Still, more than thirty five years since I first learned about this valuable information and despite ongoing validating research, temperament remains an underutilized resource. No therapist or instructor in my life ever spoke about temperament. I still see and talk to people all the time who know little or nothing about temperament. And here’s the thing. Of all the tools I use daily both personally and professionally, temperament is the resource I use most and find the most valuable. I reach for it again and again.
There is so much I like about listening to temperament. I like to start from the most benign perspective and with the most benign interventions. Temperament works well towards both of these goals. Less common or unusual behavior is not sufficient reason for a diagnostic label or to be categorized as somehow abnormal. Temperament describes normal individual differences. It’s a beautiful thing. I like ways of thinking about things that are straight forward and easy to use. Behold, temperament. Something that is both individual and applicable to everyone. You probably get it by now. I’m smitten.
When I first learned about temperament I read about it as it applied to children. As a parent and as a clinician working with parents and children I found the temperament perspective tremendously helpful. I was still however floundering with some personal issues. I was easily overwhelmed and over stimulated. I felt pressured easily, and could get lost in thinking about issues or projects. I cried easily and had a hard time with changes. I was anxious sometimes, moody sometimes but overall I didn’t feel either depressed or anxious. Parents I worked with sometimes volunteered that temperament information was useful to them personally and increasingly I began to experience the same. With a heightened awareness I began to see and hear temperament more and more. I was reticent for awhile. I wanted to be sure that I wasn’t over reaching by using an approach just because it was meaningful to me. Elaine Aron’s bestselling book, The Highly Sensitive Person made her research about high sensitivity in adults readily available. And it spoke to me. As I began using temperament more and more to explain individual differences and find best solutions I found it easier, quicker and truer than many other approaches I’d used across time.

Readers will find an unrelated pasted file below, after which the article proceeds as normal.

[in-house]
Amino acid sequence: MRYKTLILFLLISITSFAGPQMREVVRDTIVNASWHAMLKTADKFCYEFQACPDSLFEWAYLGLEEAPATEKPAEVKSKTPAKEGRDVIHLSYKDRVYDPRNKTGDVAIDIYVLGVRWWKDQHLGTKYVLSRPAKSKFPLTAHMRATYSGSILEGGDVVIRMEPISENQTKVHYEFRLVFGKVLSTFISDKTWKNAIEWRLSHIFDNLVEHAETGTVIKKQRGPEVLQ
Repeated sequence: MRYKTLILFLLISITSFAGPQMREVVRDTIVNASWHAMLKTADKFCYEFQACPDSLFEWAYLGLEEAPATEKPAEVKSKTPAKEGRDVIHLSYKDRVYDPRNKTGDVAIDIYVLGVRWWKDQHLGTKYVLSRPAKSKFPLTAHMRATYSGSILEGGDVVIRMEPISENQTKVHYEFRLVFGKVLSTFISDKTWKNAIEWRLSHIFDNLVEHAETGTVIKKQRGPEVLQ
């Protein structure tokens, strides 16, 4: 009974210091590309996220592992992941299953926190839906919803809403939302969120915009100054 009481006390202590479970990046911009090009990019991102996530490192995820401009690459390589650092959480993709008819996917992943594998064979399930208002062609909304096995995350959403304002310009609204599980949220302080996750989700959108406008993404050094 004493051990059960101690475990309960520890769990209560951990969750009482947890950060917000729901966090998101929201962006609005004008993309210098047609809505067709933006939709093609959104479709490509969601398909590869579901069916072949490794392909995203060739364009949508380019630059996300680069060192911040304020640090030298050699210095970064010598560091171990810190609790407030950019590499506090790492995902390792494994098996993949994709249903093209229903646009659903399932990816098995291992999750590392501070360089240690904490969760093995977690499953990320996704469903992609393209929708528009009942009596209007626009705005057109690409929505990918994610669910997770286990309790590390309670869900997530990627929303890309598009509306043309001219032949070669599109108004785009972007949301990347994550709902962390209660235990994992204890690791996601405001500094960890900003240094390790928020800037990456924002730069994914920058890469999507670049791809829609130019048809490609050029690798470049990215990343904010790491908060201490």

I plan to write about each temperament characteristic here, starting with sensitivity. I’ll also take some related detours. I’ll write about self care, anxiety management and parenting and relationship issues, for instance. If you are not familiar with temperament you may be feeling a little mystified and you might also wonder what’s the big deal about temperament. I have found knowing about temperament to be a wellspring in my life. It could be in yours too. I hope you’ll read on to find out more.
How do we make sense of ourselves or our children when there are so many possible directions to go in for help with our personal life challenges? We might consult any number of books, friends, family and professionals. We should just decide to do better. Take medication. Exercise. Take supplements. Get therapy. Discipline our children. Be flexible. Set boundaries. Be open. It can feel good to search and to seek support but what works for someone else doesn’t always work for us, or feel right, even when the approach comes highly recommended, so the search also can be confusing, even daunting.